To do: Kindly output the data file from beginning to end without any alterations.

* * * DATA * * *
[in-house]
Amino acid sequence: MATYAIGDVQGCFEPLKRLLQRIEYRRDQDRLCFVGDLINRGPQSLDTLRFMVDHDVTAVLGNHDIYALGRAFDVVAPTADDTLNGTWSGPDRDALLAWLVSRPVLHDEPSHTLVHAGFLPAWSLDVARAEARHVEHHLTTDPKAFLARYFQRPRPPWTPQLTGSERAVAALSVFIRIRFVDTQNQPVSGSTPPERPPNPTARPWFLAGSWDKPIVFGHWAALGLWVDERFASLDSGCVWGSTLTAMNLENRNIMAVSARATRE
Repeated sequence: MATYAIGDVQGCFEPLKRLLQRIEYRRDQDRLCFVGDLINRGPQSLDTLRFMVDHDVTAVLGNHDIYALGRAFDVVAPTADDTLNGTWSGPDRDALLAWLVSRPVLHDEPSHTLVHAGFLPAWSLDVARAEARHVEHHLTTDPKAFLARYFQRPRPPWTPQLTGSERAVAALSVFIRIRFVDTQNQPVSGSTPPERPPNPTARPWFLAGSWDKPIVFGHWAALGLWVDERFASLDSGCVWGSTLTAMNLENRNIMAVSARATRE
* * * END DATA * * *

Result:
[in-house]
Amino acid sequence: MATYAIGDVQGCFEPLKRLLQRIEYRRDQDRLCFVGDLINRGPQSLDTLRFMVDHDVTAVLGNHDIYALGRAFDVVAPTADDTLNGTWSGPDRDALLAWLVSRPVLHDEPSHTLVHAGFLPAWSLDVARAEARHVEHHLTTDPKAFLARYFQRPRPPWTPQLTGSERAVAALSVFIRIRFVDTQNQPVSGSTPPERPPNPTARPWFLAGSWDKPIVFGHWAALGLWVDERFASLDSGCVWGSTLTAMNLENRNIMAVSARATRE
Repeated sequence: MATYAIGDVQGCFEPLKRLLQRIEYRRDQDRLCFVGDLINRGPQSLDTLRFMVDHDVTAVLGNHDIYALGRAFDVVAPTADDTLNGTWSGPDRDALLAWLVSRPVLHDEPSHTLVHAGFLPAWSLDVARAEARHVEHHLTTDPKAFLARYFQRPRPPWTPQLTGSERAVAALSVFIRIRFVDTQNQPVSGSTPPERPPNPTARPWFLAGSWDKPIVFGHWAALGLWVDERFASLDSGCVWGSTLTAMNLENRNIMAVSARATRE